History or Mythology, The Lost City of Dwarka discovery of the legendary city of Dvaraka
History or Mythology, The Lost City of Dwarka discovery of the legendary city of Dvaraka: The discovery of the legendary city of Dvaraka which is said to have been founded by Sri Krishna, is an important landmark in the validation of historical relevance of Mahabharata. It has set at rest the doubts expressed by historians about the historicity of Mahabharata and the very existence of Dvaraka city. It has greatly narrowed the gap of Indian history by establishing the continuity of the Indian civilization from the Vedic age to the present day. The discovery has also shed welcome light on second urbanization in the so-called ‘Dark age’, on the resuscitation of dharma, on the resumption of maritime trade, and use of Sanskrit language and modified Indus script. Incidentally, scientific data useful for a study of sea level changes and effects of marine environment on metals and wood over long periods has also been generated by underwater exploration. All this was possible because of the dedicated and daring efforts of marine archaeologists, scientists and technicians of the Marine Archaeology Centre of the National Institute of Oceanography
History or Mythology, The Lost City of Dwarka discovery of the legendary city of Dvaraka
Dwaraka is a coastal town in Jamnagar district of Gujarat. Traditionally, modern Dwaraka is identified with Dvaraka, mentioned in the Mahabharata as Krishna’s city. Dwaraka was a port, and some scholars have identified it with the island of Barka mentioned in the Periplus of Erythrean Sea. Ancient Dwaraka sank in sea and hence is an important archaeological site. The first clear historical record of the lost city is dated 574 A.D. and occurs in the Palitana Plates of Samanta Simhaditya. This inscription refers to Dwaraka as the capital of the western coast of Saurashtra and still more important, states that Sri Krishna lived here.
The first archaeological excavations at Dwaraka were done by the Deccan College, Pune and the Department of Archaeology, Government of Gujarat, in 1963 under the direction of H.D. Sankalia. It revealed artefacts many centuries old.
The Marine Archaeological Unit (MAU) of the Archaeological Survey of India (ASI) conducted a second round of excavations in 1979 under the supervision of Dr S. R. Rao (one of the most respected archaeologists of India). An emeritus scientist at the marine archaeology unit of the National Institute of Oceanography, Rao has excavated a large number of Harappan sites including the port city of Lothal in Gujarat. He found a distinct pottery known as lustrous red ware, which could be more than 3,000 years old. Based on the results of these excavations, the search for the sunken city in the Arabian Sea began in 1981. Scientists and archaeologists have continually worked on the site for 20 years.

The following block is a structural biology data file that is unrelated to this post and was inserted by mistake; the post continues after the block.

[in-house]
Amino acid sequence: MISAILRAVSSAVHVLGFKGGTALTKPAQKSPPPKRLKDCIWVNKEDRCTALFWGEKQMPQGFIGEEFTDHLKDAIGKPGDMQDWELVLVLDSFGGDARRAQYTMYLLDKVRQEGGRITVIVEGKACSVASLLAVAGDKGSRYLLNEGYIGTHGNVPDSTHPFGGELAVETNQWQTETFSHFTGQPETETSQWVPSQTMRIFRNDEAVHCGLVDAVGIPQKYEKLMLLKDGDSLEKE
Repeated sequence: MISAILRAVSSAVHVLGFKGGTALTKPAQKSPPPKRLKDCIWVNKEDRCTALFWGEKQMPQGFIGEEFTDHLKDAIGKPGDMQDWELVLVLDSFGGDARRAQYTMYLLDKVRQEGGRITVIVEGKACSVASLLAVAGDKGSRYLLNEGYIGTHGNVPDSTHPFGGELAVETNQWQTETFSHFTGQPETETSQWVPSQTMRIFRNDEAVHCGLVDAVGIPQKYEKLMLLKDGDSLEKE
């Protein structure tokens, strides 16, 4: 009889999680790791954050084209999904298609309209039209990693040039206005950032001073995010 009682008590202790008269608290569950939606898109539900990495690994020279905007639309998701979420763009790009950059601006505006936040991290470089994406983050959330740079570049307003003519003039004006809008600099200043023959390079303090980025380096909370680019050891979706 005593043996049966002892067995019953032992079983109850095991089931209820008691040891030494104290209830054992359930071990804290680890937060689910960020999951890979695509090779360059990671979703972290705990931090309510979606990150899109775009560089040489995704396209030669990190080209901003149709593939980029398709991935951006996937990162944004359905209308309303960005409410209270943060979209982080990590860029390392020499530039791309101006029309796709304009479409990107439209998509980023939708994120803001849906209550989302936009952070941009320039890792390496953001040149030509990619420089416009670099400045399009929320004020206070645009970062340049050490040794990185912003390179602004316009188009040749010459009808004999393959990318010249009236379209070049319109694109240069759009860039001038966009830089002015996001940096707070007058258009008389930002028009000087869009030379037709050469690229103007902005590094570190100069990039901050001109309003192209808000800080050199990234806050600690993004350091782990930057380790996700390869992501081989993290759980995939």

The project for underwater exploration was sanctioned in 1984, directly by the then Prime Minister for three years. Excavation under the sea is a hard and strenuous task. The sea offers too much resistance. Excavation is possible only between November and February, during low tide. The sea has to be smooth and there should be bright sunshine. All these requirements effectively reduce the number of diving days to 40 to 45 in one season.In order to make the maximum use of the time available, divers use echo sounder to get a fairly accurate idea of the location and the depth of the object under water. The side scan sonar offers a view of the sea floor. The sonar signals sent inside the water return the signals. Reading of the signals reveals the broad nature of the object under water. Underwater scooters, besides the usual diving equipment like scuba were also pressed into service. Between 1983 and 1990, S.R.Rao’s team came across discoveries that cemented the existance of a submerged city.
In January 2007, the Underwater Archaeology Wing (UAW) of the Archaeological Survey of India (ASI) began excavations at Dwaraka again. Alok Tripathi, Superintending Archaeologist, UAW, said the ancient underwater structures found in the Arabian Sea were yet to be identified. “We have to find out what they are. They are fragments. I would not like to call them a wall or a temple. They are part of some structure,” said Dr. Tripathi, himself a trained diver. Dr. Tripathi had said: “To study the antiquity of the site in a holistic manner, excavations are being conducted simultaneously both on land [close to the Dwarakadhish temple] and undersea so that finds from both the places can be co-related and analysed scientifically.”
The objective of the excavation was to know the antiquity of the site, based on material evidence. In the offshore excavation, the ASI’s trained underwater archaeologists and the divers of the Navy searched the sunken structural remains. The finds were studied, dated and documented. On land, the excavation was done in the forecourt of the Dwarakadhish temple. Students from Gwalior, Lucknow, Pune, Vadodara,Varanasi and Bikaner joined in to help the ASI archaeologists.
Gulf of Khambat Exploration (Gulf of Cambay)
In 2001, the students of National Institute of Oceanography were commissioned by the Indian Government to do a survey on pollution in Gulf of Khambat, seven miles from the shore. During the survey, they found buildings made of stones covered in mud and sand covering five square miles. Divers have collected blocks, samples, artefacts, and coppers coins, which scientists believe is the evidence from an age that is about 3,600 years old. Some of the samples were sent to Manipur and oxford university for carbon dating, and the results created more suspicion since some of the objects were found to be 9000 years old.